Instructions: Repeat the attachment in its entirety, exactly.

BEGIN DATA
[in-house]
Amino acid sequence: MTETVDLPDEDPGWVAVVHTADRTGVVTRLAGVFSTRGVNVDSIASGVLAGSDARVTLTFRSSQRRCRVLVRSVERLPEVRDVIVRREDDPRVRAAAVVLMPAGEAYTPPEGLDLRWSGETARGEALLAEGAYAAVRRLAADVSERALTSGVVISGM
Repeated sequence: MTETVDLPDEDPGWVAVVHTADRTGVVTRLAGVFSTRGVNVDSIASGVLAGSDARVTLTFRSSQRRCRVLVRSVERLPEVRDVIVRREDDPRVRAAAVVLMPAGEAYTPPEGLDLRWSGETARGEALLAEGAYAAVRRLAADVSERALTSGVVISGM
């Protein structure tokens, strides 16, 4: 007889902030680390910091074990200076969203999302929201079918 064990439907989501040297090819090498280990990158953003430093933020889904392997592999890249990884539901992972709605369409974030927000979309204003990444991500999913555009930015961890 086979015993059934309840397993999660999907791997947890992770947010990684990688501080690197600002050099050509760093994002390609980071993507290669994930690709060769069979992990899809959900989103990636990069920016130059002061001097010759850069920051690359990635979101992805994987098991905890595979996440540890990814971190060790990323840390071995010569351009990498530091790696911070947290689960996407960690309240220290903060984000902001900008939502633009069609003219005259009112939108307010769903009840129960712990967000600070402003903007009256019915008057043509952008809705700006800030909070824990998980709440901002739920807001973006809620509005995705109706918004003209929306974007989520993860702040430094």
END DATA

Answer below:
[in-house]
Amino acid sequence: MTETVDLPDEDPGWVAVVHTADRTGVVTRLAGVFSTRGVNVDSIASGVLAGSDARVTLTFRSSQRRCRVLVRSVERLPEVRDVIVRREDDPRVRAAAVVLMPAGEAYTPPEGLDLRWSGETARGEALLAEGAYAAVRRLAADVSERALTSGVVISGM
Repeated sequence: MTETVDLPDEDPGWVAVVHTADRTGVVTRLAGVFSTRGVNVDSIASGVLAGSDARVTLTFRSSQRRCRVLVRSVERLPEVRDVIVRREDDPRVRAAAVVLMPAGEAYTPPEGLDLRWSGETARGEALLAEGAYAAVRRLAADVSERALTSGVVISGM
């Protein structure tokens, strides 16, 4: 007889902030680390910091074990200076969203999302929201079918 064990439907989501040297090819090498280990990158953003430093933020889904392997592999890249990884539901992972709605369409974030927000979309204003990444991500999913555009930015961890 086979015993059934309840397993999660999907791997947890992770947010990684990688501080690197600002050099050509760093994002390609980071993507290669994930690709060769069979992990899809959900989103990636990069920016130059002061001097010759850069920051690359990635979101992805994987098991905890595979996440540890990814971190060790990323840390071995010569351009990498530091790696911070947290689960996407960690309240220290903060984000902001900008939502633009069609003219005259009112939108307010769903009840129960712990967000600070402003903007009256019915008057043509952008809705700006800030909070824990998980709440901002739920807001973006809620509005995705109706918004003209929306974007989520993860702040430094």